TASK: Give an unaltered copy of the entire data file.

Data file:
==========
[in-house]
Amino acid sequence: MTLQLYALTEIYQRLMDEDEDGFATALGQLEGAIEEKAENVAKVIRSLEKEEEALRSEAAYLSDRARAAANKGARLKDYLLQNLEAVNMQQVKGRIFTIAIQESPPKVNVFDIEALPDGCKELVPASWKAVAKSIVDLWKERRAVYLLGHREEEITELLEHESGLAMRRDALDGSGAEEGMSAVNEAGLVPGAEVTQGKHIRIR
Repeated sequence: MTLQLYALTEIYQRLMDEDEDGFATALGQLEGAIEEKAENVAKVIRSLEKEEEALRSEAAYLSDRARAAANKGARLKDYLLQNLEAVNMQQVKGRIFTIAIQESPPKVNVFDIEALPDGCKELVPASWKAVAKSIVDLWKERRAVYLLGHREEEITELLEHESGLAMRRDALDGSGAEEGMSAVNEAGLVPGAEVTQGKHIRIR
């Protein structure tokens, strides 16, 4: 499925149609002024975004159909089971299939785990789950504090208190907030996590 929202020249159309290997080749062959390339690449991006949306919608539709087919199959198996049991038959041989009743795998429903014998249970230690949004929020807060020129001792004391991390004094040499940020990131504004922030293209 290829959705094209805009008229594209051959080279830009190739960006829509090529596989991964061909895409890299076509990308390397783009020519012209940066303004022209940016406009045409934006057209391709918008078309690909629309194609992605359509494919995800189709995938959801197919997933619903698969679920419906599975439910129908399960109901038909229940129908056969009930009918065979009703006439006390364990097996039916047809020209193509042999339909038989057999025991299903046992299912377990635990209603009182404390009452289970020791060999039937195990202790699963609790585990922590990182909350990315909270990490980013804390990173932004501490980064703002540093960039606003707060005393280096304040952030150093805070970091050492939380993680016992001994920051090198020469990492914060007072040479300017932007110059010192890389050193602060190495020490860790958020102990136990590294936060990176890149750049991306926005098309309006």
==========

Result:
[in-house]
Amino acid sequence: MTLQLYALTEIYQRLMDEDEDGFATALGQLEGAIEEKAENVAKVIRSLEKEEEALRSEAAYLSDRARAAANKGARLKDYLLQNLEAVNMQQVKGRIFTIAIQESPPKVNVFDIEALPDGCKELVPASWKAVAKSIVDLWKERRAVYLLGHREEEITELLEHESGLAMRRDALDGSGAEEGMSAVNEAGLVPGAEVTQGKHIRIR
Repeated sequence: MTLQLYALTEIYQRLMDEDEDGFATALGQLEGAIEEKAENVAKVIRSLEKEEEALRSEAAYLSDRARAAANKGARLKDYLLQNLEAVNMQQVKGRIFTIAIQESPPKVNVFDIEALPDGCKELVPASWKAVAKSIVDLWKERRAVYLLGHREEEITELLEHESGLAMRRDALDGSGAEEGMSAVNEAGLVPGAEVTQGKHIRIR
């Protein structure tokens, strides 16, 4: 499925149609002024975004159909089971299939785990789950504090208190907030996590 929202020249159309290997080749062959390339690449991006949306919608539709087919199959198996049991038959041989009743795998429903014998249970230690949004929020807060020129001792004391991390004094040499940020990131504004922030293209 290829959705094209805009008229594209051959080279830009190739960006829509090529596989991964061909895409890299076509990308390397783009020519012209940066303004022209940016406009045409934006057209391709918008078309690909629309194609992605359509494919995800189709995938959801197919997933619903698969679920419906599975439910129908399960109901038909229940129908056969009930009918065979009703006439006390364990097996039916047809020209193509042999339909038989057999025991299903046992299912377990635990209603009182404390009452289970020791060999039937195990202790699963609790585990922590990182909350990315909270990490980013804390990173932004501490980064703002540093960039606003707060005393280096304040952030150093805070970091050492939380993680016992001994920051090198020469990492914060007072040479300017932007110059010192890389050193602060190495020490860790958020102990136990590294936060990176890149750049991306926005098309309006």